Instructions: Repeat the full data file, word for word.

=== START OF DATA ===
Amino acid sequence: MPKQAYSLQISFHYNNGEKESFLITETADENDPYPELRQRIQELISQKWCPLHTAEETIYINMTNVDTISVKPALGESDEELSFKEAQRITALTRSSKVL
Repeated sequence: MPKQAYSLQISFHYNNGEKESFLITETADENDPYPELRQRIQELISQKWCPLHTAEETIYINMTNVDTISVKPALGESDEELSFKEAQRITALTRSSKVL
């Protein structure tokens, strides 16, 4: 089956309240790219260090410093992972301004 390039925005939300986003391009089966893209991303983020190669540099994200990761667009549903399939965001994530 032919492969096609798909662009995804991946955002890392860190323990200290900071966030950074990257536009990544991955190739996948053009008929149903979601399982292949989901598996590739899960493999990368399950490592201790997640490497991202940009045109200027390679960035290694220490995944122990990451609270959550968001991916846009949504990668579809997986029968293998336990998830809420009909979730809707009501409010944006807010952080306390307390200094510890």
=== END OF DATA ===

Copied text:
Amino acid sequence: MPKQAYSLQISFHYNNGEKESFLITETADENDPYPELRQRIQELISQKWCPLHTAEETIYINMTNVDTISVKPALGESDEELSFKEAQRITALTRSSKVL
Repeated sequence: MPKQAYSLQISFHYNNGEKESFLITETADENDPYPELRQRIQELISQKWCPLHTAEETIYINMTNVDTISVKPALGESDEELSFKEAQRITALTRSSKVL
């Protein structure tokens, strides 16, 4: 089956309240790219260090410093992972301004 390039925005939300986003391009089966893209991303983020190669540099994200990761667009549903399939965001994530 032919492969096609798909662009995804991946955002890392860190323990200290900071966030950074990257536009990544991955190739996948053009008929149903979601399982292949989901598996590739899960493999990368399950490592201790997640490497991202940009045109200027390679960035290694220490995944122990990451609270959550968001991916846009949504990668579809997986029968293998336990998830809420009909979730809707009501409010944006807010952080306390307390200094510890």